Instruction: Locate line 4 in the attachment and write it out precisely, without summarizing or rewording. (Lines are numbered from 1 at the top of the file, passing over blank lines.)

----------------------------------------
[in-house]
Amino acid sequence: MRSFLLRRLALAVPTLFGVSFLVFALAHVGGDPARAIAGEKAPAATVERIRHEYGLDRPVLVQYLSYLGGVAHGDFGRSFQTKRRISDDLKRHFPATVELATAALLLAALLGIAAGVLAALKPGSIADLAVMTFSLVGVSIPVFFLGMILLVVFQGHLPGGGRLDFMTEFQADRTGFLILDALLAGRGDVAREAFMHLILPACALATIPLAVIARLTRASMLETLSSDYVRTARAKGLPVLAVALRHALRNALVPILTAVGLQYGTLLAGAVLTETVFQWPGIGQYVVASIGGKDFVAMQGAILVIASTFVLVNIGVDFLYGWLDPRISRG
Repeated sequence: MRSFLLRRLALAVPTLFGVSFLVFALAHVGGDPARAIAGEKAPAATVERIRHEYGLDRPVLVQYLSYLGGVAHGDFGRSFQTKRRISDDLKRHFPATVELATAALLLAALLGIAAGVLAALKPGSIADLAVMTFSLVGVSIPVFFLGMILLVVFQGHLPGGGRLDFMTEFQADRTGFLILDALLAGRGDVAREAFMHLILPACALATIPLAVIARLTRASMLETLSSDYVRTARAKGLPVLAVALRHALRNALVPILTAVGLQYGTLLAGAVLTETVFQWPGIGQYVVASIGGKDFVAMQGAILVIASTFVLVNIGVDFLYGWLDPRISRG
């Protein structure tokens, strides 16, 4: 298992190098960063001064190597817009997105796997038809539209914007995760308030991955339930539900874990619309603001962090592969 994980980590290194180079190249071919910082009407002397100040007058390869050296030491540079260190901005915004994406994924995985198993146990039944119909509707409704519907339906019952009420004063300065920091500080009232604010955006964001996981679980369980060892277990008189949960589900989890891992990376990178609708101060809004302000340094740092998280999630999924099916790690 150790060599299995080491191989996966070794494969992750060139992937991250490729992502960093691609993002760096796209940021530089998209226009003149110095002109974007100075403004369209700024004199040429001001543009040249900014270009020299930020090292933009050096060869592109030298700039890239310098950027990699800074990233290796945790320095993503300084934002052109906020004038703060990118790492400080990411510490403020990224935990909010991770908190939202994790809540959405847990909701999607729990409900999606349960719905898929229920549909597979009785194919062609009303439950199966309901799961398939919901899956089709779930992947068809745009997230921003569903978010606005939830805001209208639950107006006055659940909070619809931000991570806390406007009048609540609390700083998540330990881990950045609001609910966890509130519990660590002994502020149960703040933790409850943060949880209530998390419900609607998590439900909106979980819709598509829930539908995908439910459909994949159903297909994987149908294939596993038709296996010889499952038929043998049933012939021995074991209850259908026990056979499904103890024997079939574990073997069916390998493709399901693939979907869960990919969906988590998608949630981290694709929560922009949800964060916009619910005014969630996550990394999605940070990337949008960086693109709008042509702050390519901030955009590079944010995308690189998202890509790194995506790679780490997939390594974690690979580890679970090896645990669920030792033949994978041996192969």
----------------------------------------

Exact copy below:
């Protein structure tokens, strides 16, 4: 298992190098960063001064190597817009997105796997038809539209914007995760308030991955339930539900874990619309603001962090592969 994980980590290194180079190249071919910082009407002397100040007058390869050296030491540079260190901005915004994406994924995985198993146990039944119909509707409704519907339906019952009420004063300065920091500080009232604010955006964001996981679980369980060892277990008189949960589900989890891992990376990178609708101060809004302000340094740092998280999630999924099916790690 150790060599299995080491191989996966070794494969992750060139992937991250490729992502960093691609993002760096796209940021530089998209226009003149110095002109974007100075403004369209700024004199040429001001543009040249900014270009020299930020090292933009050096060869592109030298700039890239310098950027990699800074990233290796945790320095993503300084934002052109906020004038703060990118790492400080990411510490403020990224935990909010991770908190939202994790809540959405847990909701999607729990409900999606349960719905898929229920549909597979009785194919062609009303439950199966309901799961398939919901899956089709779930992947068809745009997230921003569903978010606005939830805001209208639950107006006055659940909070619809931000991570806390406007009048609540609390700083998540330990881990950045609001609910966890509130519990660590002994502020149960703040933790409850943060949880209530998390419900609607998590439900909106979980819709598509829930539908995908439910459909994949159903297909994987149908294939596993038709296996010889499952038929043998049933012939021995074991209850259908026990056979499904103890024997079939574990073997069916390998493709399901693939979907869960990919969906988590998608949630981290694709929560922009949800964060916009619910005014969630996550990394999605940070990337949008960086693109709008042509702050390519901030955009590079944010995308690189998202890509790194995506790679780490997939390594974690690979580890679970090896645990669920030792033949994978041996192969």